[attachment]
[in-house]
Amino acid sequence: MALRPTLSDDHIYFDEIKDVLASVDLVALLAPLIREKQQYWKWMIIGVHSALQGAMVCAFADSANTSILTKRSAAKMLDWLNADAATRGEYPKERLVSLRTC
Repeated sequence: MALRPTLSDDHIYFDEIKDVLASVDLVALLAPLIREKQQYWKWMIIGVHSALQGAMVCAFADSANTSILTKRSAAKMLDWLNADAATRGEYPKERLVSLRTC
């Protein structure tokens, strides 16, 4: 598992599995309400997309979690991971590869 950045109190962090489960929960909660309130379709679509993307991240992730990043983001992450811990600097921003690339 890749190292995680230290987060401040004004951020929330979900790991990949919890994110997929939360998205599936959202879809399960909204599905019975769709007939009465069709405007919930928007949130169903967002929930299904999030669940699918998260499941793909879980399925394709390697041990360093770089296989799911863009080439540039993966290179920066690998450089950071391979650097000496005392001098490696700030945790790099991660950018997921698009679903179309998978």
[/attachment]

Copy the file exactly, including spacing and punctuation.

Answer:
[in-house]
Amino acid sequence: MALRPTLSDDHIYFDEIKDVLASVDLVALLAPLIREKQQYWKWMIIGVHSALQGAMVCAFADSANTSILTKRSAAKMLDWLNADAATRGEYPKERLVSLRTC
Repeated sequence: MALRPTLSDDHIYFDEIKDVLASVDLVALLAPLIREKQQYWKWMIIGVHSALQGAMVCAFADSANTSILTKRSAAKMLDWLNADAATRGEYPKERLVSLRTC
């Protein structure tokens, strides 16, 4: 598992599995309400997309979690991971590869 950045109190962090489960929960909660309130379709679509993307991240992730990043983001992450811990600097921003690339 890749190292995680230290987060401040004004951020929330979900790991990949919890994110997929939360998205599936959202879809399960909204599905019975769709007939009465069709405007919930928007949130169903967002929930299904999030669940699918998260499941793909879980399925394709390697041990360093770089296989799911863009080439540039993966290179920066690998450089950071391979650097000496005392001098490696700030945790790099991660950018997921698009679903179309998978």